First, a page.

I was also asked to traverse a tree in-order without using recursion. A few days after the interview, I spent a long time trying to figure out how to do this. Once you see it, it's easy.
First I implemented the recursive version which took about 10 seconds. The non-recursive version requires you to handle the stack yourself. The trick is that you can't just back up one node and iterate again. This will get you stuck in an infinite loop. You have to repeatedly pop off the stack until you can go right. So, the steps are. (1) Go left as far as you can (pushing all the way). (2) Go into a loop, popping and printing until you can go right. (3) Go right. Notice at this point, the next time you pop, it will be from the node just above the node where you went right. (4) Repeat.
The reason you don't need to do this with the recursive version is because you don't always return back to the top of the function as with the iterative version. With the recursive version, when you can't go right anymore, the functions will return until you end up back where you can go right. But this will be after the left in-order call, not the top of the function.
I also made a brief attempt to use gotos to model how the recursive version works. I didn't get very far; I think it might require a second stack to store each right and left call. Then you know whether to jump back to the top (before the left call) or after the left call.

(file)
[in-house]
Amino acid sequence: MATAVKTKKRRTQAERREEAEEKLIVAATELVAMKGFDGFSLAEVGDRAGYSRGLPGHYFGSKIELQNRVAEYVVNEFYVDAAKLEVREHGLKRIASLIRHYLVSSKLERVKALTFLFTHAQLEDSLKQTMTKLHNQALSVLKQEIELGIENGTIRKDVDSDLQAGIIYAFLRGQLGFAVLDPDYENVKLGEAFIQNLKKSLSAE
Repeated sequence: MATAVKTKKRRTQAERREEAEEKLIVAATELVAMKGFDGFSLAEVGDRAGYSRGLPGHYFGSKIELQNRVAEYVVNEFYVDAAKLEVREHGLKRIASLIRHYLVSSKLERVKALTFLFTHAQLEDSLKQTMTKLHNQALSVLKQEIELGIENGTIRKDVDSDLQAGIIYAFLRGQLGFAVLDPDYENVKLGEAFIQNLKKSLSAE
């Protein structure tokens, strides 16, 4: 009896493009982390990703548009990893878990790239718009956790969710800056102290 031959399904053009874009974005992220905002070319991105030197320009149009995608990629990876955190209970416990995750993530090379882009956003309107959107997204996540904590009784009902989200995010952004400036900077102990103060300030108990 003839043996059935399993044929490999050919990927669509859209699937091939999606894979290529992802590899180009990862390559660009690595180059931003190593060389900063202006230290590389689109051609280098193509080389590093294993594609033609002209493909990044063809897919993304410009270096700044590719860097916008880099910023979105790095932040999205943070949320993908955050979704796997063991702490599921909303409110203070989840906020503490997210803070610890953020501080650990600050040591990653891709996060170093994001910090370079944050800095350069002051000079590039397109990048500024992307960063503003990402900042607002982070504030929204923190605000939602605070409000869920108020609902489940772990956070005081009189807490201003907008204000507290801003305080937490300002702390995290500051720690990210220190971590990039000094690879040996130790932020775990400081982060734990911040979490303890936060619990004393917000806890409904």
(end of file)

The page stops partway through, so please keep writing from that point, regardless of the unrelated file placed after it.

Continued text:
The other day I had an insight. Go back and think about how the stack version of the list reversal works. Picture the list next to the stack. They go in opposite directions. If you combine the two, what you have is a doubly linked list. In fact, list reversal of a doubly linked list is trivial. It's already reversed! But it gets better. If you think about moving back and forth along a list, the only place you need the two way links is at three pointers: current, previous, and next. In fact, you can move back and forth along a singly linked list by just reversing pointers as you go. All that matters is that you keep a window of three pointers, and you can move in either direction you want.
NULL<--| |<---| |<---| |--->| |--->| |<--head next^ curr^ prev^
Now think about a tree. Any path you take through the tree is really a list (in some sense). A list is a degenerate tree. It should be possible to use the same idea above to traverse a tree (in-order) without a stack. And in fact, you can do it. The one minor problem is that it destroys the tree. (There are also memory leaks, but that's easy to fix.) So the only way it would be useful is if you no longer needed the tree.
The reason you can't repair the tree is tricky. (And it took me forever to understand this.) For the same reason you need to pop back out to the next available right node in the iterative traversal, you cannot back up the tree in the same order you came down. You can still back up, but it requires you to go back out a different way than you came down. Basically, in the iterative version, you pop your way back out to the earliest node that allows you to go right. In this version, you point the current node to that node, effectively creating a stack as you move down the tree. The trouble is, without another stack, there is no way (as far as I can see) to correct some of the nodes that were reversed as you initially came down the tree.